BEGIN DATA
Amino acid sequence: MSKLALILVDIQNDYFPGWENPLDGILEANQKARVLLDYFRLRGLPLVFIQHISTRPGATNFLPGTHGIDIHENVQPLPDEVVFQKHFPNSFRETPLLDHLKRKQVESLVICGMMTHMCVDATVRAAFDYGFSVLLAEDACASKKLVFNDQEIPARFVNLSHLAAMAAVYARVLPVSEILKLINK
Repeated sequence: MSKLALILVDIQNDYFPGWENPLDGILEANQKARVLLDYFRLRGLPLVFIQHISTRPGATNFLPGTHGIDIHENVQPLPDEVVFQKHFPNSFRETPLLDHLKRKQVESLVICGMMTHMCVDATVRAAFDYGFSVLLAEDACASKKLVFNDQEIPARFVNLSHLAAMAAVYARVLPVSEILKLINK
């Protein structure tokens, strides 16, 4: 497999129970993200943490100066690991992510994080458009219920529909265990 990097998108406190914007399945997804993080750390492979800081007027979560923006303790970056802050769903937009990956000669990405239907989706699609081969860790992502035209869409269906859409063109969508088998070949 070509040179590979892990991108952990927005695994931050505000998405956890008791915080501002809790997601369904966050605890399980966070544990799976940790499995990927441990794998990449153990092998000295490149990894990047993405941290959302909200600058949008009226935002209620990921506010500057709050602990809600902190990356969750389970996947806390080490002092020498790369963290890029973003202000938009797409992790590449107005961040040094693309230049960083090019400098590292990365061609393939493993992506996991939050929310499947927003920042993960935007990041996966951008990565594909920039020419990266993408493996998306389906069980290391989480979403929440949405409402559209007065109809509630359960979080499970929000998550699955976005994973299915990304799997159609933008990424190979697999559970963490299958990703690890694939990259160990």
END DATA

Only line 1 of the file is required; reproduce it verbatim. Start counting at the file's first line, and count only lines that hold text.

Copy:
Amino acid sequence: MSKLALILVDIQNDYFPGWENPLDGILEANQKARVLLDYFRLRGLPLVFIQHISTRPGATNFLPGTHGIDIHENVQPLPDEVVFQKHFPNSFRETPLLDHLKRKQVESLVICGMMTHMCVDATVRAAFDYGFSVLLAEDACASKKLVFNDQEIPARFVNLSHLAAMAAVYARVLPVSEILKLINK